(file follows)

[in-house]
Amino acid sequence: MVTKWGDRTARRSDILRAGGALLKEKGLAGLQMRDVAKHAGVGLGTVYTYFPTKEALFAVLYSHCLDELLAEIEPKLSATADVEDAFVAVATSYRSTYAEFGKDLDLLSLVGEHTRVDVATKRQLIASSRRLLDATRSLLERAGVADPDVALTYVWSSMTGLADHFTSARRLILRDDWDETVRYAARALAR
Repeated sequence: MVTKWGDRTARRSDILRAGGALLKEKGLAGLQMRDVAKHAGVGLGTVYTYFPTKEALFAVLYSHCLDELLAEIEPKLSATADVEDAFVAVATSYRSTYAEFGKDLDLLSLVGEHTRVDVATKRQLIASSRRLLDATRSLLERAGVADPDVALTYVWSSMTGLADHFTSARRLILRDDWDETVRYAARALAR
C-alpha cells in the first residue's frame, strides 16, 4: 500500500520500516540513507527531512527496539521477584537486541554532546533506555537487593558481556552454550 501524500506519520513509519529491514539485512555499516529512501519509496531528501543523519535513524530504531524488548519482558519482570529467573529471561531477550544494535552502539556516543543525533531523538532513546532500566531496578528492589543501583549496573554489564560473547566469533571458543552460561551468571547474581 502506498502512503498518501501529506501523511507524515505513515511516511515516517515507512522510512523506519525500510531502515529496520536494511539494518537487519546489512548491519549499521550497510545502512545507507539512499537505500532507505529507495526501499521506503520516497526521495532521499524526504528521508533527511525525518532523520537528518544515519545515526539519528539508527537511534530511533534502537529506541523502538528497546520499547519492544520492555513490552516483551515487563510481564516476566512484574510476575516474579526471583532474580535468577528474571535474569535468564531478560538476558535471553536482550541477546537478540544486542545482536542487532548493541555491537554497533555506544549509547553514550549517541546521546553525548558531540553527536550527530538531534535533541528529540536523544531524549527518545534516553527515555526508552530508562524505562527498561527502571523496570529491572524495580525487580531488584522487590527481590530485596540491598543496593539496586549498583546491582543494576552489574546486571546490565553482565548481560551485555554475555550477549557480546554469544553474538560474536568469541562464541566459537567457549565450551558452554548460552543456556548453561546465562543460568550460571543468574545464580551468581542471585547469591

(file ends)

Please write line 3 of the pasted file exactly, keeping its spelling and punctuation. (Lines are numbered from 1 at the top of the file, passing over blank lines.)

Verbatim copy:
Repeated sequence: MVTKWGDRTARRSDILRAGGALLKEKGLAGLQMRDVAKHAGVGLGTVYTYFPTKEALFAVLYSHCLDELLAEIEPKLSATADVEDAFVAVATSYRSTYAEFGKDLDLLSLVGEHTRVDVATKRQLIASSRRLLDATRSLLERAGVADPDVALTYVWSSMTGLADHFTSARRLILRDDWDETVRYAARALAR